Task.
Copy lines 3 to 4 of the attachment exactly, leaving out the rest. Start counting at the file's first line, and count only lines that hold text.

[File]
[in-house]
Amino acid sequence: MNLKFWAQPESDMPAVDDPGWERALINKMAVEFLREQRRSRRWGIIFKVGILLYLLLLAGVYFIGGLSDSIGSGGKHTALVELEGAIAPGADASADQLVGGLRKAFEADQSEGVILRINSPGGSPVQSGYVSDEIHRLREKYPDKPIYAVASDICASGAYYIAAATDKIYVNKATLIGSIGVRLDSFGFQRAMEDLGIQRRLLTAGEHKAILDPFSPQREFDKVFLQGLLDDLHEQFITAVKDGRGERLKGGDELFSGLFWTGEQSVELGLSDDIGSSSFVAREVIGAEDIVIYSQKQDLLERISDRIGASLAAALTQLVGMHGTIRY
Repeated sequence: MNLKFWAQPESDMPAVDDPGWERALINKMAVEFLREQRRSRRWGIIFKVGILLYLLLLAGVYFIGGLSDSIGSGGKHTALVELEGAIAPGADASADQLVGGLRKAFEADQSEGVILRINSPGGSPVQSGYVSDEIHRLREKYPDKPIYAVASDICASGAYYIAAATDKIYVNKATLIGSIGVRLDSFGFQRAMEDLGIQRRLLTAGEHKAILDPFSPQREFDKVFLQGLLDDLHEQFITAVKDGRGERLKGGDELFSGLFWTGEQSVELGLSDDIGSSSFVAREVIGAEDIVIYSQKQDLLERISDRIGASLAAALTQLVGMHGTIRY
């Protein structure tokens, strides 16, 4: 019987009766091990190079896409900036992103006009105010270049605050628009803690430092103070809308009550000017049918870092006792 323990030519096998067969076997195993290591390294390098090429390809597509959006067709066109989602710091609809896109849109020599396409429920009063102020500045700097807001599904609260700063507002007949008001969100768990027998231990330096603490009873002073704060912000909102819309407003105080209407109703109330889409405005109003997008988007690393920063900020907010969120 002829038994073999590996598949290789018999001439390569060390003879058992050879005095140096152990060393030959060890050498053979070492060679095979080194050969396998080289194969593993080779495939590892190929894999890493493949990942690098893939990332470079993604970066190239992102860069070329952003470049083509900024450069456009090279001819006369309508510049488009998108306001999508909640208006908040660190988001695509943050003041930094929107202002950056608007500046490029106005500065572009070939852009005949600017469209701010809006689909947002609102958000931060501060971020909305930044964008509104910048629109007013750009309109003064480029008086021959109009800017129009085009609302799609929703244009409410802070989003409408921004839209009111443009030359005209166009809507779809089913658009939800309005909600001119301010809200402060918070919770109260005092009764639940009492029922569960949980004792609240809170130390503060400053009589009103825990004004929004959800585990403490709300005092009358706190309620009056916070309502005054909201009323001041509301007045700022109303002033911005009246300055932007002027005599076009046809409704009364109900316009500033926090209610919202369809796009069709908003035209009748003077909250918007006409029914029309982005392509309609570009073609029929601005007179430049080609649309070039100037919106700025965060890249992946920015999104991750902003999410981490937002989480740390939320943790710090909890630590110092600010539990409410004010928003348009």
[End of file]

Repeated sequence: MNLKFWAQPESDMPAVDDPGWERALINKMAVEFLREQRRSRRWGIIFKVGILLYLLLLAGVYFIGGLSDSIGSGGKHTALVELEGAIAPGADASADQLVGGLRKAFEADQSEGVILRINSPGGSPVQSGYVSDEIHRLREKYPDKPIYAVASDICASGAYYIAAATDKIYVNKATLIGSIGVRLDSFGFQRAMEDLGIQRRLLTAGEHKAILDPFSPQREFDKVFLQGLLDDLHEQFITAVKDGRGERLKGGDELFSGLFWTGEQSVELGLSDDIGSSSFVAREVIGAEDIVIYSQKQDLLERISDRIGASLAAALTQLVGMHGTIRY
């Protein structure tokens, strides 16, 4: 019987009766091990190079896409900036992103006009105010270049605050628009803690430092103070809308009550000017049918870092006792 323990030519096998067969076997195993290591390294390098090429390809597509959006067709066109989602710091609809896109849109020599396409429920009063102020500045700097807001599904609260700063507002007949008001969100768990027998231990330096603490009873002073704060912000909102819309407003105080209407109703109330889409405005109003997008988007690393920063900020907010969120 002829038994073999590996598949290789018999001439390569060390003879058992050879005095140096152990060393030959060890050498053979070492060679095979080194050969396998080289194969593993080779495939590892190929894999890493493949990942690098893939990332470079993604970066190239992102860069070329952003470049083509900024450069456009090279001819006369309508510049488009998108306001999508909640208006908040660190988001695509943050003041930094929107202002950056608007500046490029106005500065572009070939852009005949600017469209701010809006689909947002609102958000931060501060971020909305930044964008509104910048629109007013750009309109003064480029008086021959109009800017129009085009609302799609929703244009409410802070989003409408921004839209009111443009030359005209166009809507779809089913658009939800309005909600001119301010809200402060918070919770109260005092009764639940009492029922569960949980004792609240809170130390503060400053009589009103825990004004929004959800585990403490709300005092009358706190309620009056916070309502005054909201009323001041509301007045700022109303002033911005009246300055932007002027005599076009046809409704009364109900316009500033926090209610919202369809796009069709908003035209009748003077909250918007006409029914029309982005392509309609570009073609029929601005007179430049080609649309070039100037919106700025965060890249992946920015999104991750902003999410981490937002989480740390939320943790710090909890630590110092600010539990409410004010928003348009």